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William Elliot, one of the founders of the village of Iroquois, is a, son of William Elliot, senior, whose calling was a shepherd, and Mary Cranston, both natives of Roxborough, Scotland. William was the third child in a family of four sons and four daughters. He came to the United States in 1828, locating at Lansingburgh, N.Y., on the Hudson river, where he learned the malting and brewing business with E. Parmelle and Son, and afterwards had charge of their business. In 1840 he came to Moulinette, County of Stormont, Ontario, commenced brewing there on his own account, operating a little less than four years, when he lost his brewery by fire, and discontinued the business.
In 1844, in company with his brother Andrew, he commenced work on the St. Lawrence Canal, having three contracts, one each at Williamsburg, Iroquois, and Galops, being engaged in that business four years. Several years afterwards, in company with Benjamin Chasey, he built the Grand Trunk Railway through Dundas, a distance of twenty miles. In 1848 Mr. Elliot purchased a mill site at Iroquois, and erected a stone grist and flouring mill, an enterprise which constituted the beginning of the village. Five years later he had his mill property destroyed by fire, but immediately built and continued the business extensively and successfully until 1868. During all this time he owned and cultivated a farm near town, and still has farms which he leases. He was one of the first men in this part of the Province to introduce blooded stock, and has done much to encourage enterprise in this direction.
In 1832, six years prior to settling in Canada, Mr. Elliot bought a farm in the County of Chateauguay, Lower Canada, and a few years later persuaded his parents to come out from the old country and’ occupy and own it. There they lived and died with the youngest son, George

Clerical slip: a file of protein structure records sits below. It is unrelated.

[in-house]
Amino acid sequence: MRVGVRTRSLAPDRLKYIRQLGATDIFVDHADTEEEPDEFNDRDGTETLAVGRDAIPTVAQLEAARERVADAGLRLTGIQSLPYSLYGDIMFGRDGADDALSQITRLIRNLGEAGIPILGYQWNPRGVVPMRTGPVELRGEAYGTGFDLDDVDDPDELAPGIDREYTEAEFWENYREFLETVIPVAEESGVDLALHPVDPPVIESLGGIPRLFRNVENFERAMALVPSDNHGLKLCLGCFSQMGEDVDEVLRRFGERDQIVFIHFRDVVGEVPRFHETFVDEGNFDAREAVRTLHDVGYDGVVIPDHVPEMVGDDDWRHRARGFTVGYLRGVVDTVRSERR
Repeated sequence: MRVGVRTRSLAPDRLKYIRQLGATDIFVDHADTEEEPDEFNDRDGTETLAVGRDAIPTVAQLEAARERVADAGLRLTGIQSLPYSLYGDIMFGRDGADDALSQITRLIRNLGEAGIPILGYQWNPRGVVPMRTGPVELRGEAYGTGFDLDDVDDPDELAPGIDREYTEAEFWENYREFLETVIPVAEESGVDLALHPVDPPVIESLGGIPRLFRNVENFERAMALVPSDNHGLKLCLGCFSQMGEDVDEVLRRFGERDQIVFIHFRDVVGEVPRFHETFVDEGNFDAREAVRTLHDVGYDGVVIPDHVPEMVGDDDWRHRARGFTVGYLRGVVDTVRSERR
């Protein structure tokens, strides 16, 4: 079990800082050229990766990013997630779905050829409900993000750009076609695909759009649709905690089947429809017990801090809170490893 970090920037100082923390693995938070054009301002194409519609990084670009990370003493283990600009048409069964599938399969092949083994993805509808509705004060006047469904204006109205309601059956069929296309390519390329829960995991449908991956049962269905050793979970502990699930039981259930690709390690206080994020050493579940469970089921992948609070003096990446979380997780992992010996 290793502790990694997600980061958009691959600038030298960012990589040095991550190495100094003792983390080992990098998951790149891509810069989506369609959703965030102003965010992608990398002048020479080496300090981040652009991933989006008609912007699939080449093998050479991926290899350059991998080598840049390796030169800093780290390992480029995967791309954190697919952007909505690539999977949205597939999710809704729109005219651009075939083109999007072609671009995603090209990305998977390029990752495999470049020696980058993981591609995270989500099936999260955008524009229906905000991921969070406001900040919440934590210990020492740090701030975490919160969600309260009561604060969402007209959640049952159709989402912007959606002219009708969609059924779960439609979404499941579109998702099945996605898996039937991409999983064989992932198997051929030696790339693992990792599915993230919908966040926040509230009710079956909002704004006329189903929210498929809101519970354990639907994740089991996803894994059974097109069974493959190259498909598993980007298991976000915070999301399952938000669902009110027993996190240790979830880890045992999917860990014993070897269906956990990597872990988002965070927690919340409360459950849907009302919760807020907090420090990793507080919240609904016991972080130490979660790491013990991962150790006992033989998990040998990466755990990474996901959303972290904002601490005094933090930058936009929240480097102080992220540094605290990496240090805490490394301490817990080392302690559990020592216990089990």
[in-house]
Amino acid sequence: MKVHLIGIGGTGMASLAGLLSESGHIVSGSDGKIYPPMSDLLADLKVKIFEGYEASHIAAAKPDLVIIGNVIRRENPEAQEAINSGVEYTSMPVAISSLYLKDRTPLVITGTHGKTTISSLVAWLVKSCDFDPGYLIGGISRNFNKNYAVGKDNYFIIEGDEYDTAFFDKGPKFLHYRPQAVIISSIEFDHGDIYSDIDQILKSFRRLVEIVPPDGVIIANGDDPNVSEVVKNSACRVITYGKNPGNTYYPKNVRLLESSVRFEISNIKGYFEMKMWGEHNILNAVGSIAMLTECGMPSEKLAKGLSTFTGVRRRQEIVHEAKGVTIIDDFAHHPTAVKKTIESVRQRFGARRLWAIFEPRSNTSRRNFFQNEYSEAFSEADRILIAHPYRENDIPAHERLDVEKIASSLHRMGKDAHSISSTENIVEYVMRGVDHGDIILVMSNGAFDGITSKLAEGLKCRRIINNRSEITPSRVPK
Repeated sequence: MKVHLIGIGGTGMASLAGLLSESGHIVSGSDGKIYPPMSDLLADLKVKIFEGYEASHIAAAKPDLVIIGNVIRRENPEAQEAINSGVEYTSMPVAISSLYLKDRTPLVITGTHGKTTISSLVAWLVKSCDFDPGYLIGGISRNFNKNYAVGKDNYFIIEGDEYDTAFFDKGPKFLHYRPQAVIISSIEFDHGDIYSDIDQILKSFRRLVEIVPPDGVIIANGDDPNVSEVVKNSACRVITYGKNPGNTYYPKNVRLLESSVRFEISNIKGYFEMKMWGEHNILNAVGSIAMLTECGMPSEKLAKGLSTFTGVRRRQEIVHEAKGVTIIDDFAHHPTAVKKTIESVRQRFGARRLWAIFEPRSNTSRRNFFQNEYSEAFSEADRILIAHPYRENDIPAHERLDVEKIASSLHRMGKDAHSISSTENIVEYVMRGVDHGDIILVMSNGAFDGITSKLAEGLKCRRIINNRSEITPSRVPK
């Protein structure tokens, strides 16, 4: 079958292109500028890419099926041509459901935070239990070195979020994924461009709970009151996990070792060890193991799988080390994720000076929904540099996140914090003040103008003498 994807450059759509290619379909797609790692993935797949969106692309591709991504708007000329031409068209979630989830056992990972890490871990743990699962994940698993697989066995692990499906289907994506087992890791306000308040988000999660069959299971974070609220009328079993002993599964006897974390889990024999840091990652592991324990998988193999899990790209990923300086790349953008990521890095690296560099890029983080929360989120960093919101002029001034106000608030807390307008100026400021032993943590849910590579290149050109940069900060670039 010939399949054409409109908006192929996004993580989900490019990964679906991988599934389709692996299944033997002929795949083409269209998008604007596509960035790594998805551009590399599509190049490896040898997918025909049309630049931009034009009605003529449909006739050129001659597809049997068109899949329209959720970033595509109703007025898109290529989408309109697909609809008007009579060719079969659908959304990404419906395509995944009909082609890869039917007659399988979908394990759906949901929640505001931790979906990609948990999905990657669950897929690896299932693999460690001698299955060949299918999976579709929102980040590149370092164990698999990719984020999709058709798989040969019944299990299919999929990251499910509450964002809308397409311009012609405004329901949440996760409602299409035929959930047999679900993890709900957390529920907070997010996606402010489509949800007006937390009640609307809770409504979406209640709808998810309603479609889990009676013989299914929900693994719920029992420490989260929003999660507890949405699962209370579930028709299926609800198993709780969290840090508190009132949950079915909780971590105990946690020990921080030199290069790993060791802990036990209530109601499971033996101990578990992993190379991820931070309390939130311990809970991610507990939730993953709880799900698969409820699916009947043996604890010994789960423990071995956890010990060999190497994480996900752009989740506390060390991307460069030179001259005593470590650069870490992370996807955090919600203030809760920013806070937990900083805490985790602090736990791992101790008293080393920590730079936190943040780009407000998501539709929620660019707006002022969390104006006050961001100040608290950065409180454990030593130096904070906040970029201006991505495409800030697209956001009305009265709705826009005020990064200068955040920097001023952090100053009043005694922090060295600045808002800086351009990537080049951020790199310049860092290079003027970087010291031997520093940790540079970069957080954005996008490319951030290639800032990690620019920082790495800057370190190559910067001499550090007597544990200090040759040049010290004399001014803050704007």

Elliot, who still occupies the place, and is a leading farmer and stock raiser in that section. Another brother, Rev. Joseph Elliot, is a resident of Montreal, where he was for several years pastor of a Presbyterian church. The father of our subject was an elder of the Presbyterian church from the time he settled in Canada until his demise.
Mr. Elliot held the office of town councilor before the village of Iroquois was incorporated (which was done in 1857), and the same office afterwards, being reeve at the same time, and also warden of the united counties of Stormont, Dundas and Glengarry. He served as one of the trustees of the High School Board for more than twenty-five years. He has been identified with the industrial, educational, and moral enterprises of the town from the start, and has been, and still is, an eminently useful citizen. Mr. Elliot has been an elder in the Presbyterian church for more than a quarter of a century, and the christian character of no man in the community stands fairer.
February 2; 1848, Emma, daughter of Peter Bowen, of Matilda, Dundas, was joined in marriage with Mr. Elliot, and they have had four sons and four daughters, losing two of the sons in infancy.